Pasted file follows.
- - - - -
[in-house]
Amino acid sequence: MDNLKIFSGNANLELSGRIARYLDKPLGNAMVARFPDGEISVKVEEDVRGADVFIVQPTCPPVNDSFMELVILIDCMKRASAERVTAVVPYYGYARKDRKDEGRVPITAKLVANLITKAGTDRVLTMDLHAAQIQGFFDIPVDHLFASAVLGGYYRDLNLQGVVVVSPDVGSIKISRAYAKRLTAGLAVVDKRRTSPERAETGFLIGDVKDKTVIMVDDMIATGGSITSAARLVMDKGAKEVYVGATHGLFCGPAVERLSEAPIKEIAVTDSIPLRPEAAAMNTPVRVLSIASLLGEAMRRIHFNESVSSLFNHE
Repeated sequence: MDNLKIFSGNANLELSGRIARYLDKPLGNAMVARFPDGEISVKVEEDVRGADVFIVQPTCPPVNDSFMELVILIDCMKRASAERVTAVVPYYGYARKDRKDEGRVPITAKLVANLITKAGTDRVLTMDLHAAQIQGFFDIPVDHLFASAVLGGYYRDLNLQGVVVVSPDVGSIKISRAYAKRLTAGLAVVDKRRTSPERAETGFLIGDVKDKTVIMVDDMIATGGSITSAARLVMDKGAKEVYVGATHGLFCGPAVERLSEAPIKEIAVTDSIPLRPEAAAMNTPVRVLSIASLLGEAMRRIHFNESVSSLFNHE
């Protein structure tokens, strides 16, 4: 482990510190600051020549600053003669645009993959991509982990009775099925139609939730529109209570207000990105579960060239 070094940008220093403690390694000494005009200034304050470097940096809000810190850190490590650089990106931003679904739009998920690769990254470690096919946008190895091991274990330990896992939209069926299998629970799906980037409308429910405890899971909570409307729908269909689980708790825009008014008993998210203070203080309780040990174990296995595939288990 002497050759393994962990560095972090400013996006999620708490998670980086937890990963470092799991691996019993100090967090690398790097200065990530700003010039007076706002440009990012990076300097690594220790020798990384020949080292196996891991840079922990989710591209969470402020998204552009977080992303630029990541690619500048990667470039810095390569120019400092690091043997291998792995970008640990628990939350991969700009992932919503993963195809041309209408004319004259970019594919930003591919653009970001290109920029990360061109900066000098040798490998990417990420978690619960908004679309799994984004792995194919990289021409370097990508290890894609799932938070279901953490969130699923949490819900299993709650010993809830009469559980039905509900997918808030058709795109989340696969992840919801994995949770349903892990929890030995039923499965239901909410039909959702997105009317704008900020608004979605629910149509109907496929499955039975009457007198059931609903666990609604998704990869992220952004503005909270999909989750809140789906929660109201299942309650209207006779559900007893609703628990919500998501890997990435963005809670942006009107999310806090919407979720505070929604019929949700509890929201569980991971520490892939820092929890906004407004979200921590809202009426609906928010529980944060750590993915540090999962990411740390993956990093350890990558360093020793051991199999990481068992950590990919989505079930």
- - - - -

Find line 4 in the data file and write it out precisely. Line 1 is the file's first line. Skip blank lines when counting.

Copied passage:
């Protein structure tokens, strides 16, 4: 482990510190600051020549600053003669645009993959991509982990009775099925139609939730529109209570207000990105579960060239 070094940008220093403690390694000494005009200034304050470097940096809000810190850190490590650089990106931003679904739009998920690769990254470690096919946008190895091991274990330990896992939209069926299998629970799906980037409308429910405890899971909570409307729908269909689980708790825009008014008993998210203070203080309780040990174990296995595939288990 002497050759393994962990560095972090400013996006999620708490998670980086937890990963470092799991691996019993100090967090690398790097200065990530700003010039007076706002440009990012990076300097690594220790020798990384020949080292196996891991840079922990989710591209969470402020998204552009977080992303630029990541690619500048990667470039810095390569120019400092690091043997291998792995970008640990628990939350991969700009992932919503993963195809041309209408004319004259970019594919930003591919653009970001290109920029990360061109900066000098040798490998990417990420978690619960908004679309799994984004792995194919990289021409370097990508290890894609799932938070279901953490969130699923949490819900299993709650010993809830009469559980039905509900997918808030058709795109989340696969992840919801994995949770349903892990929890030995039923499965239901909410039909959702997105009317704008900020608004979605629910149509109907496929499955039975009457007198059931609903666990609604998704990869992220952004503005909270999909989750809140789906929660109201299942309650209207006779559900007893609703628990919500998501890997990435963005809670942006009107999310806090919407979720505070929604019929949700509890929201569980991971520490892939820092929890906004407004979200921590809202009426609906928010529980944060750590993915540090999962990411740390993956990093350890990558360093020793051991199999990481068992950590990919989505079930």